Imagine a world of exquisite beauty and stark intensity, which is just as real in its own way as our everyday physical world, and has as much effect on the way we live our lives. This world holds within its hidden depths the keys to ecstatic pleasure, the resolution of problems which plague us, maybe even the meaning of the universe and our place in it. We visit this world every night, yet many of us are only half aware it exists.
You can teach yourself methods, one of which is lucid dreaming, to map out and explore the furthest recesses of your personal reality. A lucid dream is a state of mind in which a person realises he is dreaming. This awareness can range from the passing realisation that ‘by the way, this is a dream’ to complete control over the subjective environment one explores in dreams, and the events which occur in this inner space.
The art of lucid dreaming has been known for thousands of years. As early as the eighth century BC, Tibetan Buddhists considered the mastery of lucid dreams to be an important prerequisite to enlightenment. By viewing dreams with this awareness, a monk could recognise the shifting, illusory nature of dream symbols, and carry this awareness through into perceptions of waking life. Thus the adept could see that the consciousness, rather than physical existence, was the true nature of reality. Aristotle knew about lucid dreams, as did St. Augustine, who, in 415, wrote about the dream experiences of Gennadius, a Roman physician.
As a young man, Gennadius was having problems with the concept of life after death. One night, he dreamed of a youth who took him on a tour of a beautiful city filled with music. The following night the youth came again, and Gennadius realised he was dreaming, with his body lying in bed. The youth reasoned with him that if he could perceive and interact in a completely different realm, divorced from the physical plane in which his body lay motionless with closed eyes, he should not trouble himself with doubts over existence following the death of the body. In tribal cultures, dreams and visions are an integral part of everyday existence. People have gone to extreme lengths (such as prolonged fasting and self-mutilation) in order to gain insights into their personal make-up, the nature of the universe and the interrelatedness of the two. In twelfth century Spain, Ibn-Al-Rachaidibi, an Islamic Sufi, exhorted his followers to practice lucid dreaming.
So how do you lucid dream? It doesn’t come easy, and requires motivation and self-discipline to bring out the innate ability we all have. Put simply, you must first notice that you’re dreaming, by programming yourself to dream lucidly before going to sleep, observing incongruities in the events that are occurring or exploiting certain dream types. Then, having entered a lucid state, you must maintain it as the dream progresses. This can be broken down into a number of steps as follows:
1. The first step is to build bridges between the physical and dream worlds so that the ego can cross over more easily. Keep a dream diary beside your bed to record the events of the previous night. Analyse your dream images during waking consciousness. This is a two way process, for as you observe your dream life during the day, so you will become more rationally aware of what’s happening while you’re dreaming.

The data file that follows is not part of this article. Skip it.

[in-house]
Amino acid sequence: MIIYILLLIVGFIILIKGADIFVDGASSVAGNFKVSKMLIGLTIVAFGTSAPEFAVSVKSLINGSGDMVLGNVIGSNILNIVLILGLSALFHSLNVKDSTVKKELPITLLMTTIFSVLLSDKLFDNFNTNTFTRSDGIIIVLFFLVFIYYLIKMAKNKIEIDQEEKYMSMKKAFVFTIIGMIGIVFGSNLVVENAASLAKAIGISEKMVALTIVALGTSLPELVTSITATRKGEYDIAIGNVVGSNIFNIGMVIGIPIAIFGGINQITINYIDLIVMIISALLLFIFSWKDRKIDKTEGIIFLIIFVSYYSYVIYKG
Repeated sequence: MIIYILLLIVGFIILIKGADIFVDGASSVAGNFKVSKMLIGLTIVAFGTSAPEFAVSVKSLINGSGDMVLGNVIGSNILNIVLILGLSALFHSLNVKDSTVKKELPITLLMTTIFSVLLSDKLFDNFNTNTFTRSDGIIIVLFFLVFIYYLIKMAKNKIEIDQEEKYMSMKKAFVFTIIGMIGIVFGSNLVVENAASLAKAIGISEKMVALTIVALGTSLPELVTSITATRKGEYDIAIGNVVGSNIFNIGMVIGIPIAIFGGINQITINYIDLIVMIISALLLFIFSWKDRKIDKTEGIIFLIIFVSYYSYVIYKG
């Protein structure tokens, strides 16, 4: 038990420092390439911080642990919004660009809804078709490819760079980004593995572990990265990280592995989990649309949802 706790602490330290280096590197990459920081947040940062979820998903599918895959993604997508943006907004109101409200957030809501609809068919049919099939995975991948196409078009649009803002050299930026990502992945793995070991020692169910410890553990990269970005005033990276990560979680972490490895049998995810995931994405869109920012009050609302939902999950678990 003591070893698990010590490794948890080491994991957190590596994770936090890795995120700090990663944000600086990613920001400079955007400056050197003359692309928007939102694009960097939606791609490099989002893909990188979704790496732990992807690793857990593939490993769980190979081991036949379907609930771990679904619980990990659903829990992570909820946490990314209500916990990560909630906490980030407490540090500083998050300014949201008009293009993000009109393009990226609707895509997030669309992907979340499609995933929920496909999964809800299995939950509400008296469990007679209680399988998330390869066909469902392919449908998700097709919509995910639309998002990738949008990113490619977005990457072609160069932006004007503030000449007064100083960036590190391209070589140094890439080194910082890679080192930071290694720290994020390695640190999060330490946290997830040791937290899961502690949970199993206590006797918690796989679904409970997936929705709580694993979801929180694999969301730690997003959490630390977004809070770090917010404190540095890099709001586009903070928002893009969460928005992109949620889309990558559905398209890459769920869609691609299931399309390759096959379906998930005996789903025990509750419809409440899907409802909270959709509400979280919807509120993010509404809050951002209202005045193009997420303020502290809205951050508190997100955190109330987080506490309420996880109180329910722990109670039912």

2. Studies show that lucid dreaming occurs most readily between 5 and 8am, perhaps when the body is fully rested, so try and concentrate any efforts during this period.
3. Before going to sleep, reinforce the intent to lucid dream, maybe with a verbal affirmation, perhaps with a visual image.
4. Once you’ve moved between the folds of that heavy velvet curtain into the dreamworld, the next step is to attain a prelucid state, i.e. you suspect you may be dreaming, or something is amiss. For instance, when a policeman came in from the garden the other morning, leaving muddy footprints across the kitchen, knocked gently on my bedroom door and started asking me questions about my family tree, I sensed something odd was happening. It’s good to cultivate a critical attitude in dreams, whereby you question the weird happenings and strange qualities of what’s going on around you. Once you can say “hang on, that’s not real, this must be a dream”, you will move into a lucid dream state.
5. Three particular types of dream are often associated with lucid dreaming. The first of these is the nightmare, in which one is confronted with terrifying or deeply disturbing images. If the experience is particularly intense, some kind of mental safety valve may blow, at which point the realisation “it’s okay these (spiders/daleks/root vegetables) can’t really (eat me/ steal my brain/send me rude letters), this is just a dream.” At this point, one may choose either to wake up, or to continue with the transformed dream. The second dream type is false awakening. In this dream, one apparently wakes up in bed, but this is just another part of the dream (remember An American Werewolf in London?). Sometimes, the false awakening is accompanied by a strong feeling of suspense; sometimes the cycle of waking up and realising you’re dreaming can be acted out three or four times. This has led some philosophers to speculate whether what we consider to be the physical world is just another layer of the dream — this is exemplified by the Taoist sage Chuang-Tsu, who, on awakening from a dream in which he was a butterfly, mused, “Now I do not know whether I am Chuang-Tsu dreaming I was a butterfly, or a butterfly dreaming I am Chuang-Tsu.”
It is sometimes possible to notice slight anomalies in your environment, which will give away the fact that you’re still dreaming and thus precipitate a lucid dream. For instance, after I wrote down my policeman dream the other night, I rolled over and lay still for a small while, then opened my eyes. Looking up, I saw a bunch of bananas balanced on top of my cupboard. “Aha,” said I, “I’m lucid dreaming, those bananas weren’t there before. Time to gather a bit of subject matter for that article.” Unfortunately, shortly after that, I lost lucidity and the dream degenerated into images of newspaper cutting hanging in the air.